Government Deployed Facial Recognition Software Called Into Question

Law enforcement agencies across the U.S. have deployed facial recognition software amid rising concerns of privacy and wrongful convictions.

Government Deployed Facial Recognition Software Called Into Question

Law enforcement agencies across the U.S. have deployed facial recognition software amid rising concerns of privacy and wrongful convictions.

Now a New Jersey man is suing local authorities after having been arrested and detained following a false-match by facial recognition software.

The arrest stemmed from a January 2019 incident where police officers were called to investigate a person who was stealing snacks from a gift shop. At the scene officers discovered the suspect was in possession of a fake driver’s license and also spotted a “big bag of suspected marijuana” in the man’s pocket. When the officers attempted to apprehend the suspect, he evaded their grasp and then escaped in a vehicle.

Later, 33-year-old Nijeer Parks, was arrested based on a match from facial recognition software. He spent more than a week behind bars after receiving charges of shoplifting, assault, and drug possession, according to a complaint filed in New Jersey Superior Court. The charges were eventually dropped and Parks was exonerated.

Mr. Parks is now seeking unspecified damages, according to the complaint, over allegations including false arrest, civil-rights violations and emotional distress.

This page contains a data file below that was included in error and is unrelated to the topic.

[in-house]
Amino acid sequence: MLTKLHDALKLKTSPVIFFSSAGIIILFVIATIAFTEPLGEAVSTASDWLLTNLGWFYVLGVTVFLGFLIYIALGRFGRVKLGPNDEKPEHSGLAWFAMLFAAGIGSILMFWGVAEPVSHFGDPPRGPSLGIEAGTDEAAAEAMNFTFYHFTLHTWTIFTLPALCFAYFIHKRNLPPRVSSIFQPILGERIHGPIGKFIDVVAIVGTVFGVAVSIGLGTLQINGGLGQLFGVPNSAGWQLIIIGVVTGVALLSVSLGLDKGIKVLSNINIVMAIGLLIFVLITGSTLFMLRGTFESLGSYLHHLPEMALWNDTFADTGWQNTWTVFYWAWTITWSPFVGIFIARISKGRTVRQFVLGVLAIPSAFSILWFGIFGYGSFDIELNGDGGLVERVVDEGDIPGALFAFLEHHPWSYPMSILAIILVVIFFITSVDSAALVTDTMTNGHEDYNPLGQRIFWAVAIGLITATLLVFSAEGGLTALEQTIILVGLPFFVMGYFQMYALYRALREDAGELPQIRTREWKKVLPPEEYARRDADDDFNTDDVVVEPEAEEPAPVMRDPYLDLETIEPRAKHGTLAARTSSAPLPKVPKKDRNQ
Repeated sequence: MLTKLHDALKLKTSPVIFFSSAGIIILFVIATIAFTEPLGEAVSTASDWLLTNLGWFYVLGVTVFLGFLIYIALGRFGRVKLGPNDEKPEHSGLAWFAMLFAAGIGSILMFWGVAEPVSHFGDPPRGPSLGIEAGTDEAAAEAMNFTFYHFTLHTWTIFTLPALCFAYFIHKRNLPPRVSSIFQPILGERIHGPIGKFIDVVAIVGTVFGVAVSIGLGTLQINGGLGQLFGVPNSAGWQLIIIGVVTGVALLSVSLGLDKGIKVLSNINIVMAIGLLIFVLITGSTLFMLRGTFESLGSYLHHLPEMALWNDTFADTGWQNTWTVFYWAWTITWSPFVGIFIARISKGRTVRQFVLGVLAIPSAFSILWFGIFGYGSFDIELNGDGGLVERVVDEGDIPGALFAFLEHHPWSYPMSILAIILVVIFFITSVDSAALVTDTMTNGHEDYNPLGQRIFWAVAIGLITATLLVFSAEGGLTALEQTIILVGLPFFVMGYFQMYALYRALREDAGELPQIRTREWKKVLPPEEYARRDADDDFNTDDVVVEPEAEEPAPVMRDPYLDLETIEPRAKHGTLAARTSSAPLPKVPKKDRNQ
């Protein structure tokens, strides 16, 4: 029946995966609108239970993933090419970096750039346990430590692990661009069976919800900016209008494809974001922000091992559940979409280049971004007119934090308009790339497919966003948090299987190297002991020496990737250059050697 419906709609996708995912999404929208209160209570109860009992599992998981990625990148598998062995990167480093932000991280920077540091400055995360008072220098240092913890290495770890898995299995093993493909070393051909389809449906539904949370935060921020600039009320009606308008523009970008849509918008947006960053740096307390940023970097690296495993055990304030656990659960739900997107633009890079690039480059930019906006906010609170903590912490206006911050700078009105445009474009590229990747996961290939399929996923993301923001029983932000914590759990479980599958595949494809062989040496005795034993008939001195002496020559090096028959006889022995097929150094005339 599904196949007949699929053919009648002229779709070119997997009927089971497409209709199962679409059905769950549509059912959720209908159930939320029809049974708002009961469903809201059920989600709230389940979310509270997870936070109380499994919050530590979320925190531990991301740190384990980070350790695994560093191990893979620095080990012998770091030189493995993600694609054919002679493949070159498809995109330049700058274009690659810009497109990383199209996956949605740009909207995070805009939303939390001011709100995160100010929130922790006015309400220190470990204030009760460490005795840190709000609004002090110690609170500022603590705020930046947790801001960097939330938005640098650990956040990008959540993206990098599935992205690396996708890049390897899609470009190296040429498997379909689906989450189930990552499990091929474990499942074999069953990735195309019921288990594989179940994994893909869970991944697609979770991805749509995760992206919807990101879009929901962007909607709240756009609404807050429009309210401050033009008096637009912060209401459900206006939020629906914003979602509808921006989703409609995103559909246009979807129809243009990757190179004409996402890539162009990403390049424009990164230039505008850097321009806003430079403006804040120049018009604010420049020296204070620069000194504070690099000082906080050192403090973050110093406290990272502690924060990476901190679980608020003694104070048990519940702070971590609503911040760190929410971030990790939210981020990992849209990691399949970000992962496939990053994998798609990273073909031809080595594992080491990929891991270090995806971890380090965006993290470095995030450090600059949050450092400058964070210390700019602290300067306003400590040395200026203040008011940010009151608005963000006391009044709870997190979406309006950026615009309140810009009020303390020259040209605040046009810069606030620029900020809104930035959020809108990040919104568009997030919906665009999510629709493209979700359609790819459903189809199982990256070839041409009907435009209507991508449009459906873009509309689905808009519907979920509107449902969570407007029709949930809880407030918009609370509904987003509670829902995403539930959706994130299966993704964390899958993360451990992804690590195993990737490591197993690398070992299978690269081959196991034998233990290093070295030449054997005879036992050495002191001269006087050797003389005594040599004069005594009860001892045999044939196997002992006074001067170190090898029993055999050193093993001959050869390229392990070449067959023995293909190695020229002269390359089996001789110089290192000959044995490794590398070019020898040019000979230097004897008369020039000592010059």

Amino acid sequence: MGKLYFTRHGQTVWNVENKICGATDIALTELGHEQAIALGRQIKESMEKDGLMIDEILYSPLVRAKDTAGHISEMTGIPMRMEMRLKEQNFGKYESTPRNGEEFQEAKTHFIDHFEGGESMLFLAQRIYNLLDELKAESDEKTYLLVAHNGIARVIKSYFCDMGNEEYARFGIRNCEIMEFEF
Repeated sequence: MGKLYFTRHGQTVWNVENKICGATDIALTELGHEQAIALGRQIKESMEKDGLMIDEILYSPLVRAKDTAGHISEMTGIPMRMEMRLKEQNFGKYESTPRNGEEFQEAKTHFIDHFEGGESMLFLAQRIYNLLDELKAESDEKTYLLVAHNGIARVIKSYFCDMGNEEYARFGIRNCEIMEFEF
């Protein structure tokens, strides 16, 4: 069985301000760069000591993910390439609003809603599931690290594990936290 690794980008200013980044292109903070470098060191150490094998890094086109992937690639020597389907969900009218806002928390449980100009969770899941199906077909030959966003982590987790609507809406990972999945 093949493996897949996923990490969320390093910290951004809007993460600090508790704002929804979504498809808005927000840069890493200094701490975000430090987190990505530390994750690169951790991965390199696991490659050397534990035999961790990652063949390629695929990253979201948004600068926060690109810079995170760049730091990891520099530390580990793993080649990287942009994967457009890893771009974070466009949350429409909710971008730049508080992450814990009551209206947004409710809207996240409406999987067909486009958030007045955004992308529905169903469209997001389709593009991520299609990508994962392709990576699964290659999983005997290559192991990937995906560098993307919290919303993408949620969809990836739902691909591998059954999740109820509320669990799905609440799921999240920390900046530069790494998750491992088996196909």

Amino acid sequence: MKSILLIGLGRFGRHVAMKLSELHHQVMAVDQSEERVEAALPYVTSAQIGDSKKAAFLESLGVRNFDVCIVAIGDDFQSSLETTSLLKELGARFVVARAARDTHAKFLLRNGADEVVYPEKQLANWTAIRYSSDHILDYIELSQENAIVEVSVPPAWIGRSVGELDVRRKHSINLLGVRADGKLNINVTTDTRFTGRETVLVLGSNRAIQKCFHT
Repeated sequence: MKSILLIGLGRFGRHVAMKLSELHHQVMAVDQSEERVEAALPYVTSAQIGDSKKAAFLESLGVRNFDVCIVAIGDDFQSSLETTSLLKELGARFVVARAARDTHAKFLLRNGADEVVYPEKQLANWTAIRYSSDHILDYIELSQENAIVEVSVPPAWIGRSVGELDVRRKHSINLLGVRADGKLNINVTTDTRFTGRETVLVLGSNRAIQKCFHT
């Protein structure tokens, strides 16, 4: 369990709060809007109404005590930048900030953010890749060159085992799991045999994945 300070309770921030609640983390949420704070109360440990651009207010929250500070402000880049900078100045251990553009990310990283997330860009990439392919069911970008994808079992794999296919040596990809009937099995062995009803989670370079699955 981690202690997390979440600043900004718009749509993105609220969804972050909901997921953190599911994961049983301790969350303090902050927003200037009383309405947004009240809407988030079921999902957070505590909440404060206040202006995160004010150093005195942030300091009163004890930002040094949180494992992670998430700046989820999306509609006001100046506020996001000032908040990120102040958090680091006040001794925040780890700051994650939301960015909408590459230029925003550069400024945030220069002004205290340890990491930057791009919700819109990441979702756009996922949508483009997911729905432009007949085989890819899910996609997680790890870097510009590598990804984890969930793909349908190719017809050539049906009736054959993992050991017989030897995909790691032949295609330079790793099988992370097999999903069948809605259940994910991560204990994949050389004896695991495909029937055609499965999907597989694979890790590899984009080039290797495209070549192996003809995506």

The use of facial recognition software by law enforcement and government agencies is a controversial subject. Just this year, California passed a law that temporarily bans state police from using facial recognition in body cameras.

Facial recognition software accesses billions of photos from state and government databases along with images scraped from websites such as Facebook, LinkedIn, and Instagram.

Almost half of Americans polled by Pew Research do not believe agencies will use the software responsibly, let alone trust the accuracy of the controversial technology.

To date, there are no federal regulations that govern the use of facial recognition software. The technology is controversial as it may violate citizens’ First Amendment rights which grant freedoms including free speech and the freedom to assemble. It may also violate the Fourth Amendment, which protects people from unlawful searches and seizure.

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